Process-based modeling of silicate mineral weathering responses to increasing atmospheric CO2 and climate change
2009 (English)In: Global Biogeochemical Cycles, ISSN 0886-6236, Vol. 23, GB4013- p.Article in journal (Refereed) Published
A mathematical model describes silicate mineral weathering processes in modern soils located in the boreal coniferous region of northern Europe. The process model results demonstrate a stabilizing biological feedback mechanism between atmospheric CO2 levels and silicate weathering rates as is generally postulated for atmospheric evolution. The process model feedback response agrees within a factor of 2 of that calculated by a weathering feedback function of the type generally employed in global geochemical carbon cycle models of the Earth's Phanerozoic CO2 history. Sensitivity analysis of parameter values in the process model provides insight into the key mechanisms that influence the strength of the biological feedback to weathering. First, the process model accounts for the alkalinity released by weathering, whereby its acceleration stabilizes pH at values that are higher than expected. Although the process model yields faster weathering with increasing temperature, because of activation energy effects on mineral dissolution kinetics at warmer temperature, the mineral dissolution rate laws utilized in the process model also result in lower dissolution rates at higher pH values. Hence, as dissolution rates increase under warmer conditions, more alkalinity is released by the weathering reaction, helping maintain higher pH values thus stabilizing the weathering rate. Second, the process model yields a relatively low sensitivity of soil pH to increasing plant productivity. This is due to more rapid decomposition of dissolved organic carbon (DOC) under warmer conditions. Because DOC fluxes strongly influence the soil water proton balance and pH, this increased decomposition rate dampens the feedback between productivity and weathering. The process model is most sensitive to parameters reflecting soil structure; depth, porosity, and water content. This suggests that the role of biota to influence these characteristics of the weathering profile is as important, if not more important, than the role of biota to influence mineral dissolution rates through changes in soil water chemistry. This process-modeling approach to quantify the biological weathering feedback to atmospheric CO2 demonstrates the potential for a far more mechanistic description of weathering feedback in simulations of the global geochemical carbon cycle.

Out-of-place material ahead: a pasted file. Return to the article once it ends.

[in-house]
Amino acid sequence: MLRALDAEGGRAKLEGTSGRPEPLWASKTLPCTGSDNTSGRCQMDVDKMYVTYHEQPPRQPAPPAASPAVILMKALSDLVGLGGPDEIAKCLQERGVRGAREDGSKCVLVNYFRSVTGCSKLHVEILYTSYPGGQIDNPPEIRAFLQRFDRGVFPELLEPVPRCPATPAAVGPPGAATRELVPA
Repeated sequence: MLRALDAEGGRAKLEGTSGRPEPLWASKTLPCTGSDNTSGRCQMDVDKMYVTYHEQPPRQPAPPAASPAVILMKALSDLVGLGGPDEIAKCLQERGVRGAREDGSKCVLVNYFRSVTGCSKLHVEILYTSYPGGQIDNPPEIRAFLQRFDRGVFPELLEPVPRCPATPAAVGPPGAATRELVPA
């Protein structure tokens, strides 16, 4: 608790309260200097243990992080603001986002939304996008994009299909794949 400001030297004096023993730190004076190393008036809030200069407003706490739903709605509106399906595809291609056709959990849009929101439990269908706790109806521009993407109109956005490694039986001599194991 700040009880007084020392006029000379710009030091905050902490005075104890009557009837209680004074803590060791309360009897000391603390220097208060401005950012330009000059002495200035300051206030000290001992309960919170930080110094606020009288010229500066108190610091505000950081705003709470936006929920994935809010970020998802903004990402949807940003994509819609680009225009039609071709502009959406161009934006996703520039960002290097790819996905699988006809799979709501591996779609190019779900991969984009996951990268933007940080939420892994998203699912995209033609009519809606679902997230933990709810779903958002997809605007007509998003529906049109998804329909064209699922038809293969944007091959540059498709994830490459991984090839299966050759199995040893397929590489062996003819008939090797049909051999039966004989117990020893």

Place, publisher, year, edition, pages
2009. Vol. 23, GB4013- p.
STEADY-STATE MODELS, TERM CARBON-CYCLE, PHANEROZOIC TIME, GROWTH EXPERIMENTS, NEGATIVE FEEDBACK, GEOCHEMICAL CYCLE, SOIL CHEMISTRY, REVISED MODEL, TEMPERATURE, DIOXIDE
IdentifiersURN: urn:nbn:se:kth:diva-32315DOI: 10.1029/2008GB003243ISI: 000271131000001ScopusID: 2-s2.0-77950602594OAI: oai:DiVA.org:kth-32315DiVA: diva2:410082
QC 201104122011-04-122011-04-122012-03-19Bibliographically approved